This posed another issue – verification of authorship. How does one determine that a 19th-century manuscript really belongs to Gaetano Donizetti? The easiest way to do so, says Professor Parker, is by handwriting, if the source in question is written by the composer himself. Otherwise, though, authorship can be verified based on internal evidence within songs, or occasionally by mentions of them in Donizetti’s private correspondence.
‘I have been quite careful verifying that these songs are actually by Donizetti', says Professor Parker. 'For example, I have found that about 10 songs ascribed to him are forgeries. Most date back to the late 19th century, when Donizetti was a famous opera composer, and unscrupulous publishers would often invent something and claim it to be a forgotten song by Donizetti’.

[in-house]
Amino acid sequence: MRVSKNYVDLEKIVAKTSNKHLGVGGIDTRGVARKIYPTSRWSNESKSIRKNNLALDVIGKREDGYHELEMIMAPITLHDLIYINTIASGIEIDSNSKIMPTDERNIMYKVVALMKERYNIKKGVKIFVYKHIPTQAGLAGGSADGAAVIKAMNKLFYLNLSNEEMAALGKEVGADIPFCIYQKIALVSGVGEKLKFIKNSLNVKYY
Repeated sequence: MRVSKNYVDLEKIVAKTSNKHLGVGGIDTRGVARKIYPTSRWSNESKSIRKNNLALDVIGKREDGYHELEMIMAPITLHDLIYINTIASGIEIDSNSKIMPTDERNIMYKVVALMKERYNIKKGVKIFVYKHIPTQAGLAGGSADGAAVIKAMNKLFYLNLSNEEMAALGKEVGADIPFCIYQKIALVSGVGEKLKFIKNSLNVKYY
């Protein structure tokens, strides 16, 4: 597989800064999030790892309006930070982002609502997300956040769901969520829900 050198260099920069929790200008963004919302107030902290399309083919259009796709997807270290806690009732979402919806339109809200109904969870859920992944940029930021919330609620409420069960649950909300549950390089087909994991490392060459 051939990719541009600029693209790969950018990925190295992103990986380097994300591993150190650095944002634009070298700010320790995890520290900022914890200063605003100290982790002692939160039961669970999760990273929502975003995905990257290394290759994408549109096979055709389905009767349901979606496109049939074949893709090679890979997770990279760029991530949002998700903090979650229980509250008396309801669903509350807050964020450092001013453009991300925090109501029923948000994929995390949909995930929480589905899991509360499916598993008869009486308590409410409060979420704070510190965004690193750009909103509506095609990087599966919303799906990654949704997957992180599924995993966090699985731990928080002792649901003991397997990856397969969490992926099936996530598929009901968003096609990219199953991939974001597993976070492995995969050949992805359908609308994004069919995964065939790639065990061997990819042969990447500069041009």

For Professor Parker, one of the most memorable of Donizetti’s newly discovered songs is a work written for soprano, piano and an early version of the harmonium. It tells a story of a woman who is disappointed in love and decides to join a religious institution. The monologue about her unhappy love life is overtaken by strains of the harmonium, the sound of which resembles the sound of an organ, taking the woman into religious consolation. The six-minute piece was incredibly difficult to decipher owing to Donizetti’s cramped handwriting, but its unusual composition makes it a complex and interesting song, says Professor Parker.